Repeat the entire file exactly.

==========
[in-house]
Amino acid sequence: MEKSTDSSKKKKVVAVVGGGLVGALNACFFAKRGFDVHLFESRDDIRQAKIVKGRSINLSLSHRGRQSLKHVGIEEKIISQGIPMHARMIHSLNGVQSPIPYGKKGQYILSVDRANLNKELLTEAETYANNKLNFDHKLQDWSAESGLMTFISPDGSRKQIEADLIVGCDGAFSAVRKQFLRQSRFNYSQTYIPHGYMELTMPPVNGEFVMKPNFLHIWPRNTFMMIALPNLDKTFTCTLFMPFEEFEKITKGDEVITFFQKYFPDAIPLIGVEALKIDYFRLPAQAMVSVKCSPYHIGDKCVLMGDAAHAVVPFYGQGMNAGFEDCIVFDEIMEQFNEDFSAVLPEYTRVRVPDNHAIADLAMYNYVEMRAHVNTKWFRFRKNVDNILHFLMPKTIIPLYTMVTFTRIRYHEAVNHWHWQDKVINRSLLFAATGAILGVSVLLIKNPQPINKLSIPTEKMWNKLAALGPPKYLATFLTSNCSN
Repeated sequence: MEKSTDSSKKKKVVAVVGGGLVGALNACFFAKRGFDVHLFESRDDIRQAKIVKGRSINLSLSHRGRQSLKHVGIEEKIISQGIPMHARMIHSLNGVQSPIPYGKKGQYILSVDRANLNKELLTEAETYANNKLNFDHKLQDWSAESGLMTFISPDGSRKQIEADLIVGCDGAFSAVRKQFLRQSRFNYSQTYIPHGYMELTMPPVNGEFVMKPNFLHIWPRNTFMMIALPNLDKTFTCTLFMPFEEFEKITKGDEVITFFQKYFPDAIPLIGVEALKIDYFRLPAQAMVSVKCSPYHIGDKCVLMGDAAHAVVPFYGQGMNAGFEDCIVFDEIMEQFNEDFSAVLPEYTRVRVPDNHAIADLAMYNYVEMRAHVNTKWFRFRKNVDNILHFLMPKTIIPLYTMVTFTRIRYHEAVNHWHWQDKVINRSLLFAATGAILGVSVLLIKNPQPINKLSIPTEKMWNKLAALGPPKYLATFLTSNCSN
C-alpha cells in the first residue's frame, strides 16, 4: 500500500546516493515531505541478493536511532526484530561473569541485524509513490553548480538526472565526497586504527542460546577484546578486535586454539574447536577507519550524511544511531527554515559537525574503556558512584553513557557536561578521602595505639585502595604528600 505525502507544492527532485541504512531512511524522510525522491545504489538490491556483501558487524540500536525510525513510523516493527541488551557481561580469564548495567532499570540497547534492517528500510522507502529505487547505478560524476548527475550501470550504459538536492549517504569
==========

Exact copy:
[in-house]
Amino acid sequence: MEKSTDSSKKKKVVAVVGGGLVGALNACFFAKRGFDVHLFESRDDIRQAKIVKGRSINLSLSHRGRQSLKHVGIEEKIISQGIPMHARMIHSLNGVQSPIPYGKKGQYILSVDRANLNKELLTEAETYANNKLNFDHKLQDWSAESGLMTFISPDGSRKQIEADLIVGCDGAFSAVRKQFLRQSRFNYSQTYIPHGYMELTMPPVNGEFVMKPNFLHIWPRNTFMMIALPNLDKTFTCTLFMPFEEFEKITKGDEVITFFQKYFPDAIPLIGVEALKIDYFRLPAQAMVSVKCSPYHIGDKCVLMGDAAHAVVPFYGQGMNAGFEDCIVFDEIMEQFNEDFSAVLPEYTRVRVPDNHAIADLAMYNYVEMRAHVNTKWFRFRKNVDNILHFLMPKTIIPLYTMVTFTRIRYHEAVNHWHWQDKVINRSLLFAATGAILGVSVLLIKNPQPINKLSIPTEKMWNKLAALGPPKYLATFLTSNCSN
Repeated sequence: MEKSTDSSKKKKVVAVVGGGLVGALNACFFAKRGFDVHLFESRDDIRQAKIVKGRSINLSLSHRGRQSLKHVGIEEKIISQGIPMHARMIHSLNGVQSPIPYGKKGQYILSVDRANLNKELLTEAETYANNKLNFDHKLQDWSAESGLMTFISPDGSRKQIEADLIVGCDGAFSAVRKQFLRQSRFNYSQTYIPHGYMELTMPPVNGEFVMKPNFLHIWPRNTFMMIALPNLDKTFTCTLFMPFEEFEKITKGDEVITFFQKYFPDAIPLIGVEALKIDYFRLPAQAMVSVKCSPYHIGDKCVLMGDAAHAVVPFYGQGMNAGFEDCIVFDEIMEQFNEDFSAVLPEYTRVRVPDNHAIADLAMYNYVEMRAHVNTKWFRFRKNVDNILHFLMPKTIIPLYTMVTFTRIRYHEAVNHWHWQDKVINRSLLFAATGAILGVSVLLIKNPQPINKLSIPTEKMWNKLAALGPPKYLATFLTSNCSN
C-alpha cells in the first residue's frame, strides 16, 4: 500500500546516493515531505541478493536511532526484530561473569541485524509513490553548480538526472565526497586504527542460546577484546578486535586454539574447536577507519550524511544511531527554515559537525574503556558512584553513557557536561578521602595505639585502595604528600 505525502507544492527532485541504512531512511524522510525522491545504489538490491556483501558487524540500536525510525513510523516493527541488551557481561580469564548495567532499570540497547534492517528500510522507502529505487547505478560524476548527475550501470550504459538536492549517504569